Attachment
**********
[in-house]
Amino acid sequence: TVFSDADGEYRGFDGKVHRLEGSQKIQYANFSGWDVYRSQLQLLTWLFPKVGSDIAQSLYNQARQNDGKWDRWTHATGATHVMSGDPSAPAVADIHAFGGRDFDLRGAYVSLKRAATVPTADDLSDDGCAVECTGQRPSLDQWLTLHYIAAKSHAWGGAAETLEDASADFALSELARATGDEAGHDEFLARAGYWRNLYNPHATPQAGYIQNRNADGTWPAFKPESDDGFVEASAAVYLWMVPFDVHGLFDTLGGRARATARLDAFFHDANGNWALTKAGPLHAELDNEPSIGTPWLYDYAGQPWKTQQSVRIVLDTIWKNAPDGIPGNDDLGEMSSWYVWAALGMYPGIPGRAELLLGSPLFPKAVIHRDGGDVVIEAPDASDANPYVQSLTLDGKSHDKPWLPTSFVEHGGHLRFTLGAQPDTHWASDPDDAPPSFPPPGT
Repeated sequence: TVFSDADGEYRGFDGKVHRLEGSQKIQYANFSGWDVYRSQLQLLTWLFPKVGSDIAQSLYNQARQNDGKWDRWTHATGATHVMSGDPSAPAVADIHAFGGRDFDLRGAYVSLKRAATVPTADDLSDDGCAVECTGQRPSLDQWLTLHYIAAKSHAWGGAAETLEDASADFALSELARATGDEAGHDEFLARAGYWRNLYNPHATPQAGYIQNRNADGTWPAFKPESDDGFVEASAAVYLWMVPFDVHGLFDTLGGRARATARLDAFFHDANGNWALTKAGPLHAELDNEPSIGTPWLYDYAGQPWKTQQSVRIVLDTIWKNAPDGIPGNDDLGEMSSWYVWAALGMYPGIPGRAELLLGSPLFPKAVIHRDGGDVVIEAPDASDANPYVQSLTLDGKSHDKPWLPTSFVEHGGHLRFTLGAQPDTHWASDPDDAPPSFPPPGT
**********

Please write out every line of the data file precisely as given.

[in-house]
Amino acid sequence: TVFSDADGEYRGFDGKVHRLEGSQKIQYANFSGWDVYRSQLQLLTWLFPKVGSDIAQSLYNQARQNDGKWDRWTHATGATHVMSGDPSAPAVADIHAFGGRDFDLRGAYVSLKRAATVPTADDLSDDGCAVECTGQRPSLDQWLTLHYIAAKSHAWGGAAETLEDASADFALSELARATGDEAGHDEFLARAGYWRNLYNPHATPQAGYIQNRNADGTWPAFKPESDDGFVEASAAVYLWMVPFDVHGLFDTLGGRARATARLDAFFHDANGNWALTKAGPLHAELDNEPSIGTPWLYDYAGQPWKTQQSVRIVLDTIWKNAPDGIPGNDDLGEMSSWYVWAALGMYPGIPGRAELLLGSPLFPKAVIHRDGGDVVIEAPDASDANPYVQSLTLDGKSHDKPWLPTSFVEHGGHLRFTLGAQPDTHWASDPDDAPPSFPPPGT
Repeated sequence: TVFSDADGEYRGFDGKVHRLEGSQKIQYANFSGWDVYRSQLQLLTWLFPKVGSDIAQSLYNQARQNDGKWDRWTHATGATHVMSGDPSAPAVADIHAFGGRDFDLRGAYVSLKRAATVPTADDLSDDGCAVECTGQRPSLDQWLTLHYIAAKSHAWGGAAETLEDASADFALSELARATGDEAGHDEFLARAGYWRNLYNPHATPQAGYIQNRNADGTWPAFKPESDDGFVEASAAVYLWMVPFDVHGLFDTLGGRARATARLDAFFHDANGNWALTKAGPLHAELDNEPSIGTPWLYDYAGQPWKTQQSVRIVLDTIWKNAPDGIPGNDDLGEMSSWYVWAALGMYPGIPGRAELLLGSPLFPKAVIHRDGGDVVIEAPDASDANPYVQSLTLDGKSHDKPWLPTSFVEHGGHLRFTLGAQPDTHWASDPDDAPPSFPPPGT